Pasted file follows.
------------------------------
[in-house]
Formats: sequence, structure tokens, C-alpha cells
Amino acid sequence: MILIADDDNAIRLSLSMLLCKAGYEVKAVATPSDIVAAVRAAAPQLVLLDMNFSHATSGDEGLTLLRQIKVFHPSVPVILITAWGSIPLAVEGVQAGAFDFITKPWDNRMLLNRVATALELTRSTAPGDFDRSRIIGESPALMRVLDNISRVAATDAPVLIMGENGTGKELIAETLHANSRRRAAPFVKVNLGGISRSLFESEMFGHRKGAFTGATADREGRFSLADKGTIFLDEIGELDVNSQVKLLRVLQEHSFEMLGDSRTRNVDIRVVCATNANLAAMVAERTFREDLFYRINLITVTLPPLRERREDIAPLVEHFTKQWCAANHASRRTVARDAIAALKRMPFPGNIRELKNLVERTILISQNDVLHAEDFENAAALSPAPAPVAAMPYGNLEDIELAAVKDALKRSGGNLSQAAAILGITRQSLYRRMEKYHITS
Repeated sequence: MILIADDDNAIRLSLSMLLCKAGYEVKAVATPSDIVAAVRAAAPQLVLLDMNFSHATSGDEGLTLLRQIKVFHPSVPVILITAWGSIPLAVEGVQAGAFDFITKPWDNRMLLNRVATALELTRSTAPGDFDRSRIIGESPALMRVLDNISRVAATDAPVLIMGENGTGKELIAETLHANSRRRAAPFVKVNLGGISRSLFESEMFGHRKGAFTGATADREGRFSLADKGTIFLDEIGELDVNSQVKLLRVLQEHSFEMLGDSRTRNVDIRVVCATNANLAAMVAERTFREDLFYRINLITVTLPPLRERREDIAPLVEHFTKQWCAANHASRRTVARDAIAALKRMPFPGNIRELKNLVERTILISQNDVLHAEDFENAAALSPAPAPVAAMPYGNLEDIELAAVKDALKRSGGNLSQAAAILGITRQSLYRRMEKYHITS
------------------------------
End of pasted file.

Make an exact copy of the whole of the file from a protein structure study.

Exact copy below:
[in-house]
Formats: sequence, structure tokens, C-alpha cells
Amino acid sequence: MILIADDDNAIRLSLSMLLCKAGYEVKAVATPSDIVAAVRAAAPQLVLLDMNFSHATSGDEGLTLLRQIKVFHPSVPVILITAWGSIPLAVEGVQAGAFDFITKPWDNRMLLNRVATALELTRSTAPGDFDRSRIIGESPALMRVLDNISRVAATDAPVLIMGENGTGKELIAETLHANSRRRAAPFVKVNLGGISRSLFESEMFGHRKGAFTGATADREGRFSLADKGTIFLDEIGELDVNSQVKLLRVLQEHSFEMLGDSRTRNVDIRVVCATNANLAAMVAERTFREDLFYRINLITVTLPPLRERREDIAPLVEHFTKQWCAANHASRRTVARDAIAALKRMPFPGNIRELKNLVERTILISQNDVLHAEDFENAAALSPAPAPVAAMPYGNLEDIELAAVKDALKRSGGNLSQAAAILGITRQSLYRRMEKYHITS
Repeated sequence: MILIADDDNAIRLSLSMLLCKAGYEVKAVATPSDIVAAVRAAAPQLVLLDMNFSHATSGDEGLTLLRQIKVFHPSVPVILITAWGSIPLAVEGVQAGAFDFITKPWDNRMLLNRVATALELTRSTAPGDFDRSRIIGESPALMRVLDNISRVAATDAPVLIMGENGTGKELIAETLHANSRRRAAPFVKVNLGGISRSLFESEMFGHRKGAFTGATADREGRFSLADKGTIFLDEIGELDVNSQVKLLRVLQEHSFEMLGDSRTRNVDIRVVCATNANLAAMVAERTFREDLFYRINLITVTLPPLRERREDIAPLVEHFTKQWCAANHASRRTVARDAIAALKRMPFPGNIRELKNLVERTILISQNDVLHAEDFENAAALSPAPAPVAAMPYGNLEDIELAAVKDALKRSGGNLSQAAAILGITRQSLYRRMEKYHITS